Poopy butt

Discussion in 'Emergencies / Diseases / Injuries and Cures' started by flgrl0821, Nov 29, 2015.

  1. flgrl0821

    flgrl0821 New Egg

    Apr 6, 2015
    St Pete, FL
    I am still pretty new to raising chickens so bear with me here : ) So we picked up a new hen yesterday from a rescue farm. She is a silver laced Wyandotte about 8 or 9 months old. I noticed a little yesterday that she had some poop on her butt. She came home with us in a box so it is possible that she sat in some poop not really sure. She is eating a drinking and acting normal. Not sure if there are any runny stools since the ground has been a little wet here and the roost sits over the run. Is it stress from relocating or is there something wrong? here is a picture of her little butt. [​IMG]
  2. Lovechickens202

    Lovechickens202 Out Of The Brooder

    Nov 29, 2015
    Nothing is wrong. All chickens get a poopy butt at some point or another in their lives. Although it was very observant of you to notice that.
  3. CMV

    CMV Flock Mistress

    Apr 15, 2009
    OK. This is not going to be a popular opinion, but as having raised a clean flock for a long time...Don't take in rescue birds. The risk is too great to your entire flock. If you have an entirely separate space for rescues that is well-removed from your main flock, then rescue as many birds as you like, but practice impeccable biosecurity and never let the rescues mingle or even come near your main flock.

    Onto the issue at hand. A little poop on the butt is fine. Look at that butt! That is a fluffy butt. There are bound to be a few clingy poos that latch on to those feathers. You are going to find that beautiful, fluffy, pristine butts are rare in birds that are not bathed regularly or just coming out of a molt. It just happens. It is generally nothing to worry about.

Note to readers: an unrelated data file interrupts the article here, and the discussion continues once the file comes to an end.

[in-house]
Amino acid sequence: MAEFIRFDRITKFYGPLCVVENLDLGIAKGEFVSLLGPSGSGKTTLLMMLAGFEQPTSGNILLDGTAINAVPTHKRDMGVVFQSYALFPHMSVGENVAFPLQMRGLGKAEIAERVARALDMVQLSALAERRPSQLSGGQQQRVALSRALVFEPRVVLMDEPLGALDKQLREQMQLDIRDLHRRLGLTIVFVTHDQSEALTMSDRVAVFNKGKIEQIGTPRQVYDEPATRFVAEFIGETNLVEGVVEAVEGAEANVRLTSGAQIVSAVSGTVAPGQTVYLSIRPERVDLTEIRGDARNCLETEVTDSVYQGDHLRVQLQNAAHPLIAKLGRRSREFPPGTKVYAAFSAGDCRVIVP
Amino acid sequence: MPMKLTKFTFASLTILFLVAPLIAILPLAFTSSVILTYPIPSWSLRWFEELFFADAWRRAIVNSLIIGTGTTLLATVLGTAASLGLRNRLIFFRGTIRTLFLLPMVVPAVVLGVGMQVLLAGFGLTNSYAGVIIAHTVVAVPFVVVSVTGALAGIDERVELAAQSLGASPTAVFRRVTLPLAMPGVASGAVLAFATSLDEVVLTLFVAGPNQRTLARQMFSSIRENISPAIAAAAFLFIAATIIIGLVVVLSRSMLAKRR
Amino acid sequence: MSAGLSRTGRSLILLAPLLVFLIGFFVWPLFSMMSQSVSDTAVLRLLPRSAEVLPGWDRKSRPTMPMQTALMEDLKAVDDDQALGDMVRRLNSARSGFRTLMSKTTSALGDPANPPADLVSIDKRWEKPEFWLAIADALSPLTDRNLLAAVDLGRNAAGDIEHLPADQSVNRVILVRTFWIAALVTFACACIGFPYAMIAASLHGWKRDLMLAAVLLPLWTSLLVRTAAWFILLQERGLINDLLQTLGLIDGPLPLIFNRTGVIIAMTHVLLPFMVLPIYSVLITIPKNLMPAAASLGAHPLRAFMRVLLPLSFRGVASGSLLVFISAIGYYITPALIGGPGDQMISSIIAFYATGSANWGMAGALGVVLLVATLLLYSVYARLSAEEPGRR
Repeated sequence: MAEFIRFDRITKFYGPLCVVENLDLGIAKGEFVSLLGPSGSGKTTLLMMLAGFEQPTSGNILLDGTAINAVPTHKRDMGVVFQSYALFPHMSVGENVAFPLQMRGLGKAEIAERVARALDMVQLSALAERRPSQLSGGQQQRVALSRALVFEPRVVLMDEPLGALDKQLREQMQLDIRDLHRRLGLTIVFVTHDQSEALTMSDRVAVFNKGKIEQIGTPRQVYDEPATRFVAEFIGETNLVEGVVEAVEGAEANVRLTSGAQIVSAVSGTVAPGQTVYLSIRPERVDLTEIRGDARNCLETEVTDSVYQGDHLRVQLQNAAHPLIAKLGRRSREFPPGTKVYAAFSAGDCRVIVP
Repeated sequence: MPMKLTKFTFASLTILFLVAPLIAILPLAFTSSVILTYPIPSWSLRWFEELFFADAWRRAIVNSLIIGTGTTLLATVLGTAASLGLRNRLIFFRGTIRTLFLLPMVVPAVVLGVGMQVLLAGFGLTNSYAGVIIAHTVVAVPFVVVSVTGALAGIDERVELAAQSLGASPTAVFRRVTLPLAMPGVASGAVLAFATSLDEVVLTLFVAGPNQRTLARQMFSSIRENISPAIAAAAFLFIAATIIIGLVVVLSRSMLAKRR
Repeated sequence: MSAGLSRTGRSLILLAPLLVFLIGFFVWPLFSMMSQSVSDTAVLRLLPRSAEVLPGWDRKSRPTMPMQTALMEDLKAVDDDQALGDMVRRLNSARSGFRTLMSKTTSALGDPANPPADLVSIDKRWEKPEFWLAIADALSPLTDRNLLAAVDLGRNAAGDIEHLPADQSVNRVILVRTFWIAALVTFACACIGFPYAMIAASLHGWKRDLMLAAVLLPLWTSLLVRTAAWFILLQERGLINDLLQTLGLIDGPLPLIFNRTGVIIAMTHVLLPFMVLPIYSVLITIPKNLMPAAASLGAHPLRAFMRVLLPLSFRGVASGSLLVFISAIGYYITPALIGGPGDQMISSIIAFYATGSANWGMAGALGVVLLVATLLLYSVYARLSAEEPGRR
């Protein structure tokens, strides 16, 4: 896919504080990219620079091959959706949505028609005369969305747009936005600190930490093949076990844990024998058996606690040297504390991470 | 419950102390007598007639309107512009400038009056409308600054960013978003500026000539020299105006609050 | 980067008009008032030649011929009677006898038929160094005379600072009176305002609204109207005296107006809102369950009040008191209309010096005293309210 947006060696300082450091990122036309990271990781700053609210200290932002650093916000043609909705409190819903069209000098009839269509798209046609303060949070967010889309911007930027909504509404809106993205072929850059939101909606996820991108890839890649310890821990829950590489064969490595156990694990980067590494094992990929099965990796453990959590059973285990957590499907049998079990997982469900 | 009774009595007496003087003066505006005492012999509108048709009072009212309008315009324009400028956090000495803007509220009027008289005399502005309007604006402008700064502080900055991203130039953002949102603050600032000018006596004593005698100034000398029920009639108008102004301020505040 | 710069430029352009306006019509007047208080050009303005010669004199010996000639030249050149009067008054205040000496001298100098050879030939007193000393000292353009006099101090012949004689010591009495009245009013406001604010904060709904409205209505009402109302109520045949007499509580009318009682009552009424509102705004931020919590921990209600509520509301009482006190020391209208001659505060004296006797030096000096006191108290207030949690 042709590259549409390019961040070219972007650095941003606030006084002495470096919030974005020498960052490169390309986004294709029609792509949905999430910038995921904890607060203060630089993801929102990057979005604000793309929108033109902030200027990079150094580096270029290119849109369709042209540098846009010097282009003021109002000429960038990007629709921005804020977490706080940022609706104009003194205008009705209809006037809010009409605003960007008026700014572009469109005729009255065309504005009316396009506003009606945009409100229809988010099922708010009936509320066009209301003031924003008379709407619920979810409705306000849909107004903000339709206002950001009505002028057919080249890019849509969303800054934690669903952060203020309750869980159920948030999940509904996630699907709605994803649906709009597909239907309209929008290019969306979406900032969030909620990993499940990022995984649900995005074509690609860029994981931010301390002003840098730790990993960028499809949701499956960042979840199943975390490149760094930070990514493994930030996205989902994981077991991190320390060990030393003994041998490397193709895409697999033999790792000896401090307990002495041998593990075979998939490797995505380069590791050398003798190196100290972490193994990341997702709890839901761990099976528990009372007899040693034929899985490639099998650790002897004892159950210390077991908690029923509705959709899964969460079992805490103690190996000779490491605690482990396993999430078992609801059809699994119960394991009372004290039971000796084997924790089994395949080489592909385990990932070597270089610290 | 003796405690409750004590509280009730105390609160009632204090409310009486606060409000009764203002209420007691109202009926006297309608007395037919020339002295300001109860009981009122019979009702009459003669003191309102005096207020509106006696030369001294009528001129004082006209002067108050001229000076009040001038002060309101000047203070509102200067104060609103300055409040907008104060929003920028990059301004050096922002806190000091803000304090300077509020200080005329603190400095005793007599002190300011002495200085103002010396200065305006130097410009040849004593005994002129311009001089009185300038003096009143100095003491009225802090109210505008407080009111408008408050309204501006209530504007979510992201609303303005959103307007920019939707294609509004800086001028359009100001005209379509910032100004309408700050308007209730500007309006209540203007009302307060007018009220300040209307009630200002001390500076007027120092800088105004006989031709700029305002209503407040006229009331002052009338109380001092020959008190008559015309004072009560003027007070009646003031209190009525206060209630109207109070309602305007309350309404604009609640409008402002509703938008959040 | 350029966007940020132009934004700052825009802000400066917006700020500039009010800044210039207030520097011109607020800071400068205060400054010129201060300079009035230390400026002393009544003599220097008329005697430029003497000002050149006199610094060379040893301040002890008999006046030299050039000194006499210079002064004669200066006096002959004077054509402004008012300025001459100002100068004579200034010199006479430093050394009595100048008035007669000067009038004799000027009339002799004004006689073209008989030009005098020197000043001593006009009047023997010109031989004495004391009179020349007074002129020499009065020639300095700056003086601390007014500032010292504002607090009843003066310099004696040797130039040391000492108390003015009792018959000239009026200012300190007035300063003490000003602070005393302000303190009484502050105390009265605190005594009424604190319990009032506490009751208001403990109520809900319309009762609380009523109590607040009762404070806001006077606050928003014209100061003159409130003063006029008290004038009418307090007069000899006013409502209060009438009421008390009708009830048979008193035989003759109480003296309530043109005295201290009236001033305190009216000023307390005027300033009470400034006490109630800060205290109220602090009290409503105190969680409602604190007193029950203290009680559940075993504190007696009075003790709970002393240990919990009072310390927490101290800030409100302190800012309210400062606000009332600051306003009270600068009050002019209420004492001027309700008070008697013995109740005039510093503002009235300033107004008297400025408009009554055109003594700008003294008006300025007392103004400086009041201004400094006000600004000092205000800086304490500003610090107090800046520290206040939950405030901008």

4. flgrl0821

    flgrl0821 New Egg

    Apr 6, 2015
    St Pete, FL
    Thanks! Actually my other chicken that is in there with her is from the same farm. She hatches chickens there and will take back any that turn out to be roosters since we cant keep them here in St Pete. The other animals she has (pigs, goats etc...) are the primary rescues she takes in and re homes but, I totally get what you are saying. I have a soft spot for abandoned animals so I support anyone who tries to help them : ) Maybe I will give her a bath after she has adjusted....I just worry that I wont catch something quick enough.
  5. coach723

    coach723 Chillin' With My Peeps

    Feb 12, 2015
    North Florida
    Just an idea for thought....
    Don't know how your coop is set up, but perhaps you could add a poop board under the roosts.
    I have a piece of painted plywood, some people use the plastic boot trays from tractor supply.
    Catches all droppings during the night while roosting, and that's usually quite a bit. I clean mine off every morning.
    Good way to observe and catch some things early. Signs of dehydration, heat stress, not eating, worms or coccidiosis, etc.
  6. tinkersussex

    tinkersussex New Egg

    Nov 29, 2015
    Hi guys,
    I'm too to this and cant work out how to start my own thread. My sussex had dried poo stuck on her bum this morning and i gently pulled it out for her but looked very red sore inside and worried she might have bled a little. What else can I do for her? I'm pretty worried about my baby
  7. Jesusfreak101

    Jesusfreak101 Chillin' With My Peeps

    Sep 2, 2015
    My Coop
    Op you can trim her butt feathers some i had to to my fluffy butted girls as they either choose not to clean that spot or cant reach it and i dont like the ideal of fly strike.

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